The study shows that Peninsula would become a globally competitive uranium producer by switching its uranium production method to low-pH ISR.
The study estimated direct operating expenses over the 17-year life-of-mine (LoM) of US$15.59 per pound and LoM all-in sustaining costs averaging US$31.77 per pound.
Peninsula’s managing director and CEO Wayne Heili said: “Over the past year, Peninsula management and staff have been working diligently to identify the technical and economic drivers that can enhance the productivity and financial outcomes of the Lance Projects.
“Our comprehensive efforts have culminated in a detailed feasibility study.
“We are pleased with the robust economic outcomes projected therein and will continue to remain focused on delivering positive results related to our innovative plans for the future of the project.”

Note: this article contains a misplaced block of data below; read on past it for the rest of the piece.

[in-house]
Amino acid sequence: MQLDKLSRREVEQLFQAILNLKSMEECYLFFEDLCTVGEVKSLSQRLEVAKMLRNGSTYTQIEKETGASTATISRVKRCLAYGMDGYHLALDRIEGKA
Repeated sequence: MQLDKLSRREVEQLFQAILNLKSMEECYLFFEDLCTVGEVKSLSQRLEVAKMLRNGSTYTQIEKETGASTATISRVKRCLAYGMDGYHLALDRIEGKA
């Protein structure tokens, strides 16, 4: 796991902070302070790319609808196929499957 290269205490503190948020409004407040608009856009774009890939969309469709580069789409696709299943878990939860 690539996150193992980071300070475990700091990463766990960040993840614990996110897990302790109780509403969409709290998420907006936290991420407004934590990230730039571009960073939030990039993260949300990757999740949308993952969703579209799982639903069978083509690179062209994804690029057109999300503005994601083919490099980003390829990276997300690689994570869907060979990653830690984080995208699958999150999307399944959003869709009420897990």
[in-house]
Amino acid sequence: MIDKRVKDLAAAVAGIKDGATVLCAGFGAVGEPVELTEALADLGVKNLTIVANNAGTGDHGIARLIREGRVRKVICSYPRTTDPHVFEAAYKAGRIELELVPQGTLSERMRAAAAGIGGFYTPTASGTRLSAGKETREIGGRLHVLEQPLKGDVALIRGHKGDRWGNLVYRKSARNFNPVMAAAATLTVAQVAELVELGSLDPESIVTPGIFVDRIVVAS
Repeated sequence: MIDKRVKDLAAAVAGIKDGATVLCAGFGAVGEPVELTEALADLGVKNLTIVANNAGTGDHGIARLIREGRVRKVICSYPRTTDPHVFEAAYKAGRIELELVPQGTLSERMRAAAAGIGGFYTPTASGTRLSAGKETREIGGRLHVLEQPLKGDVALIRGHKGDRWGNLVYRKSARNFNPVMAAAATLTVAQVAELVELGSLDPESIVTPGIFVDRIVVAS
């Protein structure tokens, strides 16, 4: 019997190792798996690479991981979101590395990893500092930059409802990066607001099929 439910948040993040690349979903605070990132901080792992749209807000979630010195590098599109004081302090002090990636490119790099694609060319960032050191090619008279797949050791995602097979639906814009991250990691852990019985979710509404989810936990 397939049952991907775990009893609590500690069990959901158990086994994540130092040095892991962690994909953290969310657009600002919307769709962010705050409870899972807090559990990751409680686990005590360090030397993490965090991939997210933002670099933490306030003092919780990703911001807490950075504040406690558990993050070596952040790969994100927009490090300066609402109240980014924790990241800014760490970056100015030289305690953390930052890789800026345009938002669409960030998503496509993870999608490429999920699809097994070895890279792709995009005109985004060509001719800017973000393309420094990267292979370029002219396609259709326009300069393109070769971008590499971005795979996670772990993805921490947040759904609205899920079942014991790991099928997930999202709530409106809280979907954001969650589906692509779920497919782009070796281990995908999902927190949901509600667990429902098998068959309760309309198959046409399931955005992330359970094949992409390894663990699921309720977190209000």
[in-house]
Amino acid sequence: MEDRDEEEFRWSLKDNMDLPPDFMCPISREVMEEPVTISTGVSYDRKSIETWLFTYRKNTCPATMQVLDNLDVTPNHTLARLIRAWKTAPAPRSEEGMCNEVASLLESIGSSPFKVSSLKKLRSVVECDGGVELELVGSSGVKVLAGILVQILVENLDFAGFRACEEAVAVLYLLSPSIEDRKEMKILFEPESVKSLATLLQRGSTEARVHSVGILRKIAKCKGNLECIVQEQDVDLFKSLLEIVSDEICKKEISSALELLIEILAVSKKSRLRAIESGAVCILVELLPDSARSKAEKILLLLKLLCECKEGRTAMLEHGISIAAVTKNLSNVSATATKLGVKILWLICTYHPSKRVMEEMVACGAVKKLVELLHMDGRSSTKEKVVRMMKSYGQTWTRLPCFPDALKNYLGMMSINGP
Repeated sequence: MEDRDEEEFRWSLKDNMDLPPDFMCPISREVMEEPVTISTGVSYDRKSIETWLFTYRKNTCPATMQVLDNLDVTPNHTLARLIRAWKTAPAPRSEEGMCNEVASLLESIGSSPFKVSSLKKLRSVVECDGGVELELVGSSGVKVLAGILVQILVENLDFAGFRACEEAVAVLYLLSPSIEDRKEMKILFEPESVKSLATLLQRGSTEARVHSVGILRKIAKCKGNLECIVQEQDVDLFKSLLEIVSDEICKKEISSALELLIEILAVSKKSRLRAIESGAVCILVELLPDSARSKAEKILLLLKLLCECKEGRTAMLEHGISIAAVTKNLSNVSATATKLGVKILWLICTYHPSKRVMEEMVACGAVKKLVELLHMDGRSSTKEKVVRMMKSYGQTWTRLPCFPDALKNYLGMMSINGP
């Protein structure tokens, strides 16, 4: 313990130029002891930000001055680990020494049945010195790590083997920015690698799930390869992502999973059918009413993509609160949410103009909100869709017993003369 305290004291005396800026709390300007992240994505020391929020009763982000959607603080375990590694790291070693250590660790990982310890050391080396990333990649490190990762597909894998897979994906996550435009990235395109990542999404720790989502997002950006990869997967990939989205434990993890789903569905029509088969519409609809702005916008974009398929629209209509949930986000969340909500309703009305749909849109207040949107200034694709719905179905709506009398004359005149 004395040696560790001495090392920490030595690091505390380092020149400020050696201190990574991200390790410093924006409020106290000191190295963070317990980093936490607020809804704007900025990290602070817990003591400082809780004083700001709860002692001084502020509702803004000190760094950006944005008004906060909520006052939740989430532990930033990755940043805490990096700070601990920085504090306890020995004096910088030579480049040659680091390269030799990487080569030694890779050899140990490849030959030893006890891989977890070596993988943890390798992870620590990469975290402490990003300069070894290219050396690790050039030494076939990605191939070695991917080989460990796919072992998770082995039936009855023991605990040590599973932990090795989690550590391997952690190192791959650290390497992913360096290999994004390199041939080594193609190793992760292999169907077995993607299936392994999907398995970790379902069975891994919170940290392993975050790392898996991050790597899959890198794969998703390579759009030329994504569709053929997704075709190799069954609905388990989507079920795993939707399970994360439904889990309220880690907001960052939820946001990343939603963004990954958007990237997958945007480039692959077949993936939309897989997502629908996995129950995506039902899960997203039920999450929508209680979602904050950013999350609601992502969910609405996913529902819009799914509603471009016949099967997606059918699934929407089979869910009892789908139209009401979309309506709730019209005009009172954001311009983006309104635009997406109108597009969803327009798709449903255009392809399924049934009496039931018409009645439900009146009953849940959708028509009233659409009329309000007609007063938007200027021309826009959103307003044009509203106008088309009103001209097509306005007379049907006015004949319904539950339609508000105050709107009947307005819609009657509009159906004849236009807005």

NPV of US$156.5 million and IRR 30%
Lance’s 17-year LoM production will be increased to 33.4 million pounds of uranium across a three stage production ramp-up.
The staged expansions provide capex flexibility with the initial low pH transition capex only US$5.3 million.
Study utilised an updated JORC resource
The feasibility study was based on an updated JORC resource totalling 48.9 million tonnes grading 473 ppm uranium for 53.9 million pounds of uranium.
The resource is classified into three separate production areas: (1) Ross permit area; (2) Kendrick expansion area; and (3) Barber expansion area.
New permitting and licences targeted for mid-2019
To change from an alkaline based mining solution to a low pH solution requires the approval of amendment requests for the existing permits and licenses.
Amendments to existing operating permits and licences are being targeted for grant in mid-2019.